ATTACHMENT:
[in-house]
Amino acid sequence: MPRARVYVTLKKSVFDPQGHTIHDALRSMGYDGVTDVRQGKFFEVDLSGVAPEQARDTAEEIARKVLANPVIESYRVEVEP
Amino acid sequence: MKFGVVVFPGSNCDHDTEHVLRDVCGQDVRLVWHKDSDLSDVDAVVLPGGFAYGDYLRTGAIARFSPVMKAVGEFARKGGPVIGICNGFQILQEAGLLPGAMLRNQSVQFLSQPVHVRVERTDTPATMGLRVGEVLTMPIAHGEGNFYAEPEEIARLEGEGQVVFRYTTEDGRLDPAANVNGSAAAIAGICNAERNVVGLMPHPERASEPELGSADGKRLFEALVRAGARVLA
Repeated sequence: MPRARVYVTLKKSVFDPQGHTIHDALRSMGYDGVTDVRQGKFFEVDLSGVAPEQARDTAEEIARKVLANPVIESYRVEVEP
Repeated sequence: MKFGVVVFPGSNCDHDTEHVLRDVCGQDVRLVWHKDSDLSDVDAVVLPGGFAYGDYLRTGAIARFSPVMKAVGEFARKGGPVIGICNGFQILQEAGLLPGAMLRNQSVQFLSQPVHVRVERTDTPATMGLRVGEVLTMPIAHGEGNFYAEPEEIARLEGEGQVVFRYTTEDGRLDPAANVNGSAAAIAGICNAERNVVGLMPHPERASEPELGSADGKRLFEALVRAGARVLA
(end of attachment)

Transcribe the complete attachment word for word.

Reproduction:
[in-house]
Amino acid sequence: MPRARVYVTLKKSVFDPQGHTIHDALRSMGYDGVTDVRQGKFFEVDLSGVAPEQARDTAEEIARKVLANPVIESYRVEVEP
Amino acid sequence: MKFGVVVFPGSNCDHDTEHVLRDVCGQDVRLVWHKDSDLSDVDAVVLPGGFAYGDYLRTGAIARFSPVMKAVGEFARKGGPVIGICNGFQILQEAGLLPGAMLRNQSVQFLSQPVHVRVERTDTPATMGLRVGEVLTMPIAHGEGNFYAEPEEIARLEGEGQVVFRYTTEDGRLDPAANVNGSAAAIAGICNAERNVVGLMPHPERASEPELGSADGKRLFEALVRAGARVLA
Repeated sequence: MPRARVYVTLKKSVFDPQGHTIHDALRSMGYDGVTDVRQGKFFEVDLSGVAPEQARDTAEEIARKVLANPVIESYRVEVEP
Repeated sequence: MKFGVVVFPGSNCDHDTEHVLRDVCGQDVRLVWHKDSDLSDVDAVVLPGGFAYGDYLRTGAIARFSPVMKAVGEFARKGGPVIGICNGFQILQEAGLLPGAMLRNQSVQFLSQPVHVRVERTDTPATMGLRVGEVLTMPIAHGEGNFYAEPEEIARLEGEGQVVFRYTTEDGRLDPAANVNGSAAAIAGICNAERNVVGLMPHPERASEPELGSADGKRLFEALVRAGARVLA